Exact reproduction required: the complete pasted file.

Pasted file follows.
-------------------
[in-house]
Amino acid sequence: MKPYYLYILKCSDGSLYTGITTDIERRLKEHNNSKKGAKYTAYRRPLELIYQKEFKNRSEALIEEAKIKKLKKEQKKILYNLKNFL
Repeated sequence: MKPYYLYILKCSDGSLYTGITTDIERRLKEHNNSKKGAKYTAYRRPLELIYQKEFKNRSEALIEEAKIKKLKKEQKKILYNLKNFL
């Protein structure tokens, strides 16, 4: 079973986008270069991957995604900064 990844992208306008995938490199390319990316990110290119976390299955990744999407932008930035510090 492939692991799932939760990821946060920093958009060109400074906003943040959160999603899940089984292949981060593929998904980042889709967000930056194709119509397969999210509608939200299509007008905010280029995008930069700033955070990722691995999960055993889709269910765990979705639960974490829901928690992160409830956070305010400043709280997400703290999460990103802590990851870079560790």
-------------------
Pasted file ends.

[in-house]
Amino acid sequence: MKPYYLYILKCSDGSLYTGITTDIERRLKEHNNSKKGAKYTAYRRPLELIYQKEFKNRSEALIEEAKIKKLKKEQKKILYNLKNFL
Repeated sequence: MKPYYLYILKCSDGSLYTGITTDIERRLKEHNNSKKGAKYTAYRRPLELIYQKEFKNRSEALIEEAKIKKLKKEQKKILYNLKNFL
């Protein structure tokens, strides 16, 4: 079973986008270069991957995604900064 990844992208306008995938490199390319990316990110290119976390299955990744999407932008930035510090 492939692991799932939760990821946060920093958009060109400074906003943040959160999603899940089984292949981060593929998904980042889709967000930056194709119509397969999210509608939200299509007008905010280029995008930069700033955070990722691995999960055993889709269910765990979705639960974490829901928690992160409830956070305010400043709280997400703290999460990103802590990851870079560790």